Unfortunately for you, the Watson AI system truly is intelligent … intelligent enough to recognize that nobody in our solar system gives an infinitesimal damn. Applying this overriding insight it recalibrates its analytics window to only review the past five years of performance appraisal data, leaving you fifteen years too early to get any justice.

We’ve all seen enough courtroom dramas on television to imagine ourselves verbally skewering our nemeses as they quiver pathetically on the witness stand of some imagined tribunal.

It’s a satisfying daydream, but that’s all it is.

So document away, if you have time for it. But before you do, ask yourself whether it might make more sense to invest the same time strengthening one or more of your working relationships.

Because that’s the ounce of prevention that’s worth far more than documentation’s pound of placebo.

Comments (6)

  • Being from the great state of passive aggressive behavior (Minnesota) where you can enter a Masters program to become a CBO, I have better advice than documentation. Understand the political environment and get to know someone who has juice. Not the squeezed kind, the type that a highly respected person who gets thing does has. CBOs hate those people since they are productive and push right through the politics.

    Think the good and bad witch from the Wizard of Oz. Which reminds me, why didn’t the good witch help Dorothy and take her right to the Wizard?

    Anyway, if if you are an organization where the good people do not seem to exist and CBOs roam the halls like Zombies. Run. Freshen up the resume and find the next opportunity. Documentation, priests, four leaf clovers, and even Bob Lewis cannot save you.

  • I agree with what your article says so long as the topic is addressing immediate prevention, but in cases where there might be fraud going on that could involve legal implications, good documentation could prevent you from going to jail. Also, if your immediate boss is not the backstabber, your documentation could get the backstabber out of the picture.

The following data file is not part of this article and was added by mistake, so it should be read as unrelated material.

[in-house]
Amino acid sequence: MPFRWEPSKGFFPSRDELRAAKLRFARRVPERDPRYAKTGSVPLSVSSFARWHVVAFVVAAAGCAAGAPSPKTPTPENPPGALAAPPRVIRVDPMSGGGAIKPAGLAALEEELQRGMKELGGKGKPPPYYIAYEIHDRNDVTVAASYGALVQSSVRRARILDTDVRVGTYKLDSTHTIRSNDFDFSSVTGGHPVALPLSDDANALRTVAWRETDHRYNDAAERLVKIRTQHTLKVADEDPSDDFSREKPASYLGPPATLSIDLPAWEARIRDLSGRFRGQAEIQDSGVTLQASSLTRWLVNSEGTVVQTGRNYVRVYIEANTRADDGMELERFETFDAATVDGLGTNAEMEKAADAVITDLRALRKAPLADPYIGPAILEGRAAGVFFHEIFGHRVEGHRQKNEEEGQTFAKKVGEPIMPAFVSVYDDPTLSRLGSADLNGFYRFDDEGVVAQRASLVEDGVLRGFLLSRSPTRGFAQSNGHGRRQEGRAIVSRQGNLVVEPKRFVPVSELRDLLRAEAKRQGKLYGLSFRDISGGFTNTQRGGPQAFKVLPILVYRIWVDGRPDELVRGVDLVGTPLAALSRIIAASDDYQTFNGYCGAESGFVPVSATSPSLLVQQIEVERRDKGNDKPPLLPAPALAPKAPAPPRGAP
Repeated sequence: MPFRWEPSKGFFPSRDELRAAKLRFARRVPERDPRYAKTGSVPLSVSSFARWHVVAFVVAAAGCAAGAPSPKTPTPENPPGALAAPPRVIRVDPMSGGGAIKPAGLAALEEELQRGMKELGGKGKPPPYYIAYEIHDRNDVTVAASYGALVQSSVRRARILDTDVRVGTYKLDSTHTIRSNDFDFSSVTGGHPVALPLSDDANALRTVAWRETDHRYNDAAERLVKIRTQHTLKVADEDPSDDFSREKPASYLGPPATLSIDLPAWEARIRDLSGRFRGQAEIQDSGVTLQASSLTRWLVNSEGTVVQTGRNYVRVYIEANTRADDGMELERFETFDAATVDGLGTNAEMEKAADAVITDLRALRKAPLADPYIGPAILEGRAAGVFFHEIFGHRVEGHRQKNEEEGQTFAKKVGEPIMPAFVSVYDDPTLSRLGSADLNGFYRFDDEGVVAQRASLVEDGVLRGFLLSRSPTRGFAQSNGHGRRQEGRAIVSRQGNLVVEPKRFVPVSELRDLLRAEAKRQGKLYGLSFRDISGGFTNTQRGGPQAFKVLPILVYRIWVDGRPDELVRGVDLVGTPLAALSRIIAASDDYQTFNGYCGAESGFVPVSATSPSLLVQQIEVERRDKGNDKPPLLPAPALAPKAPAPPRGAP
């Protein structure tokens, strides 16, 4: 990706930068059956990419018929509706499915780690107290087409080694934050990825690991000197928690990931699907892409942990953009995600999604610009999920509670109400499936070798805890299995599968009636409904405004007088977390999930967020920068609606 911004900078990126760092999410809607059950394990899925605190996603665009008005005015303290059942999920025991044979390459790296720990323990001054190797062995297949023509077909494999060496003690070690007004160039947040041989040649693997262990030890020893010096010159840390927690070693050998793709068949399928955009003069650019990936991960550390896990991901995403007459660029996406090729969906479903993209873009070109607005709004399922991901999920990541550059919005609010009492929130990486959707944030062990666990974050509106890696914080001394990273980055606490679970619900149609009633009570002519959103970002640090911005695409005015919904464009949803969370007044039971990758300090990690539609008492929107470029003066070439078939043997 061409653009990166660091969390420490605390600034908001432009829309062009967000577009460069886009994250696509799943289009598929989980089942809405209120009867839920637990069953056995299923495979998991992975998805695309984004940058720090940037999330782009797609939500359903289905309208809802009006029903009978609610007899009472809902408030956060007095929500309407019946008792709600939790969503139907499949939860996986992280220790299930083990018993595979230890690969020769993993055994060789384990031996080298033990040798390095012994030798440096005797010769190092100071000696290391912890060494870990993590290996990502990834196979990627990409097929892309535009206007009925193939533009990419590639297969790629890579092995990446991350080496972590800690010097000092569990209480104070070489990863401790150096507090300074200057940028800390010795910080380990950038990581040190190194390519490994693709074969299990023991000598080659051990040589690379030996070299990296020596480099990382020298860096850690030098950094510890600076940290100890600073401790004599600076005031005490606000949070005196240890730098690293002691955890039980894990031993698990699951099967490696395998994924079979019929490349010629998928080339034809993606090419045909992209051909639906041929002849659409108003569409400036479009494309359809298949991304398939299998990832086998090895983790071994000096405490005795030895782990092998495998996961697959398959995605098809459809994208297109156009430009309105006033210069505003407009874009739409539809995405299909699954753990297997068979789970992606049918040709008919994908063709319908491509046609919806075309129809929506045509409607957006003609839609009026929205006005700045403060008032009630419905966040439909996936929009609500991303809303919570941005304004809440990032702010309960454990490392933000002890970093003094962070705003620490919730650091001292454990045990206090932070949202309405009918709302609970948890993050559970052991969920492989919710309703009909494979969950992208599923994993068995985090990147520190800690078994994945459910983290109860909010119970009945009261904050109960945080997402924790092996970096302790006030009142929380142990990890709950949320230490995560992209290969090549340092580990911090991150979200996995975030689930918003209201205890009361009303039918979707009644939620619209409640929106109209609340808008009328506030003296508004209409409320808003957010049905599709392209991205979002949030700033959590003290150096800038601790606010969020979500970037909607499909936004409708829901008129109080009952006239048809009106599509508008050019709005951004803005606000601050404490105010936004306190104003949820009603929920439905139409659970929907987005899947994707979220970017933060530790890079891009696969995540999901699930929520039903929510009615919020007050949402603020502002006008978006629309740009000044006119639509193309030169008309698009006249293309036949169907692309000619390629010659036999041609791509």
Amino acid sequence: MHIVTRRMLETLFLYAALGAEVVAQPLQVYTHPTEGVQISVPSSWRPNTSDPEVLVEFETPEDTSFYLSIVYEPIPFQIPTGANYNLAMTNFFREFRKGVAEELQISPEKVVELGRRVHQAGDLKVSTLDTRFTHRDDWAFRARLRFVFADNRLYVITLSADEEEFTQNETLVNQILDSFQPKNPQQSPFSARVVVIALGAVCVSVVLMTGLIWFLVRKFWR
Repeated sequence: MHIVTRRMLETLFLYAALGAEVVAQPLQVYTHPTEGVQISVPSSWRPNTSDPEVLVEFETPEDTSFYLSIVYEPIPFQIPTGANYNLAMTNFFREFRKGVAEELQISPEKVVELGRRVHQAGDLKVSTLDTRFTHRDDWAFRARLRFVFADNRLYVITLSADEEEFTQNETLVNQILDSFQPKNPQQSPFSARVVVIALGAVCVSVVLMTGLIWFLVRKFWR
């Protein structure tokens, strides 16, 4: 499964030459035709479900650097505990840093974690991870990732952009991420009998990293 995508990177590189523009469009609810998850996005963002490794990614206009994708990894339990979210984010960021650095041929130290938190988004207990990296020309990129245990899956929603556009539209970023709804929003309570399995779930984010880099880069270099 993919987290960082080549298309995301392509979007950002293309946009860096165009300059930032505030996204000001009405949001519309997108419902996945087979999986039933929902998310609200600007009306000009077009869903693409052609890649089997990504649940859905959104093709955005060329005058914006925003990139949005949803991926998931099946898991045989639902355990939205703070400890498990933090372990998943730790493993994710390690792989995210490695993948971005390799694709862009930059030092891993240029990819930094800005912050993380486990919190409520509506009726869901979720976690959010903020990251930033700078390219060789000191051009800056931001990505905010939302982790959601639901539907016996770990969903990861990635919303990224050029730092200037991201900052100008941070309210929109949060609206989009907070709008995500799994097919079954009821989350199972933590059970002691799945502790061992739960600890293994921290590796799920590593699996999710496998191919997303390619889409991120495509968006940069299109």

• Documentation has one other use: If the company jerk gets you fired, the documentation can be used in your claim for unemployment insurance, when the jerk lies about your “quitting”. It may take a couple of rounds of administrative hearings, but the documentation can make a difference to the judge.

    (Please use only my initials, sln.)

  • Efficicacioius! This word enabled me to recognize that my spell checker works is the Subject line as well as the body of emails.

  • As a former HR manager, I take some issue with the ‘translation’ of the lead in quote – we always wanted to know why, and there were times when having a formal exit interview provided useful insight.

    And re: documentation – the act of writing things down can be therapeutic and help one sort through what the real issues are. And in a case of anything discriminatory, having it, and managers/HR knowing you have it, can reduce the risk of being fired and/or improve your negotiation posture for a severance agreement.

    • You’re right – I should have stated that in cases that could lead to legal action of any kind, documentation is crucial.

      But as for exit interviews, I’ve been through them. The question I asked first time around: How was it that an executive team that had shown no interest in my opinions while I was an employee was now receptive to my insights.

      It turned out, HR didn’t even have a mechanism for packaging up what it learned in its exit interviews to pass along to the company’s executives.